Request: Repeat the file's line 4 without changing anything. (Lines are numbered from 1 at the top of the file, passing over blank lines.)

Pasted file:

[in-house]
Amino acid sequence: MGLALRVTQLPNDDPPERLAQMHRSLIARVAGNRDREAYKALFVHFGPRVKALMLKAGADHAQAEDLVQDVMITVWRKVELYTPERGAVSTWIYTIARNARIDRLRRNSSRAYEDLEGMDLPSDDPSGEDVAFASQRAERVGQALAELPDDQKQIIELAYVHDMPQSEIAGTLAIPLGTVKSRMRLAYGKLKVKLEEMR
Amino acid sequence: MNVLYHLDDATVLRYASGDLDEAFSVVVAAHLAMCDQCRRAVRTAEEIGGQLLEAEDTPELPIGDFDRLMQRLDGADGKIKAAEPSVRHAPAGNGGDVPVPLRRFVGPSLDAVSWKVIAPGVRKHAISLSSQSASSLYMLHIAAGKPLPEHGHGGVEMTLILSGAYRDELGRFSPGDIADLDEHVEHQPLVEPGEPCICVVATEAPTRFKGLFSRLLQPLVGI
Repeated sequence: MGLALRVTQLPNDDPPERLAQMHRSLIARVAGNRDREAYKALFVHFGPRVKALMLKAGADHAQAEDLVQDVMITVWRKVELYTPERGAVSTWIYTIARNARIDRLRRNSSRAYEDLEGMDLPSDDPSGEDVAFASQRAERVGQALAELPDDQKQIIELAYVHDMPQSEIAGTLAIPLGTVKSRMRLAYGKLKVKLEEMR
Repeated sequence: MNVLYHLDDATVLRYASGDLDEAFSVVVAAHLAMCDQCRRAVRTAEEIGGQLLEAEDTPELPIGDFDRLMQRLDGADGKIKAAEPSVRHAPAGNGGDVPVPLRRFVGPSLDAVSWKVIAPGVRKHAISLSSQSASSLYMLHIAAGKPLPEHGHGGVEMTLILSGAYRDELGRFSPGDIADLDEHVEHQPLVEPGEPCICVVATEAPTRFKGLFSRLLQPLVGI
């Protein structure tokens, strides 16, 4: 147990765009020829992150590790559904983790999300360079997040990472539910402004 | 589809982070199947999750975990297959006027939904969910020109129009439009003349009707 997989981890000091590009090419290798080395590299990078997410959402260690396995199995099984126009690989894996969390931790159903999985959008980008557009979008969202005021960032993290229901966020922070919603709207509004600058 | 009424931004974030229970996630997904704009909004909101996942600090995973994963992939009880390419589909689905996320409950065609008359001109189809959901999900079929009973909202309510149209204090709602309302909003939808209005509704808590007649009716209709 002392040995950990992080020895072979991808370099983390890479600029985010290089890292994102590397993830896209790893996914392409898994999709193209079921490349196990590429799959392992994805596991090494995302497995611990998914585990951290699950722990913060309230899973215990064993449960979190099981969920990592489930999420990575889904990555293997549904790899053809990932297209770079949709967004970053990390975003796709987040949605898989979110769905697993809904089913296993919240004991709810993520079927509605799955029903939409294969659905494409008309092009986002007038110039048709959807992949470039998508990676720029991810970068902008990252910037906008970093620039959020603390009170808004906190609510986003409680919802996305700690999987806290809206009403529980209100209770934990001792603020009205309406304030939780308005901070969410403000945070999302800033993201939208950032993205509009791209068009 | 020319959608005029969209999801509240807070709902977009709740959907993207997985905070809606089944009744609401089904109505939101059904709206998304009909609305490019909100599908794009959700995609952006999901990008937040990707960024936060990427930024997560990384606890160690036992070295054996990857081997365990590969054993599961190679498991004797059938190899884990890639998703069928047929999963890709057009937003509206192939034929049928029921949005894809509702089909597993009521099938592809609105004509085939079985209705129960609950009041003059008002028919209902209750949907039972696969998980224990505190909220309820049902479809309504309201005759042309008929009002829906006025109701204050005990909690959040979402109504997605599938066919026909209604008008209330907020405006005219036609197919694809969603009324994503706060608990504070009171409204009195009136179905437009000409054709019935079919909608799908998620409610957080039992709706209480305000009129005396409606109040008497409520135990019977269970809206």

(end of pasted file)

Repeated sequence: MGLALRVTQLPNDDPPERLAQMHRSLIARVAGNRDREAYKALFVHFGPRVKALMLKAGADHAQAEDLVQDVMITVWRKVELYTPERGAVSTWIYTIARNARIDRLRRNSSRAYEDLEGMDLPSDDPSGEDVAFASQRAERVGQALAELPDDQKQIIELAYVHDMPQSEIAGTLAIPLGTVKSRMRLAYGKLKVKLEEMR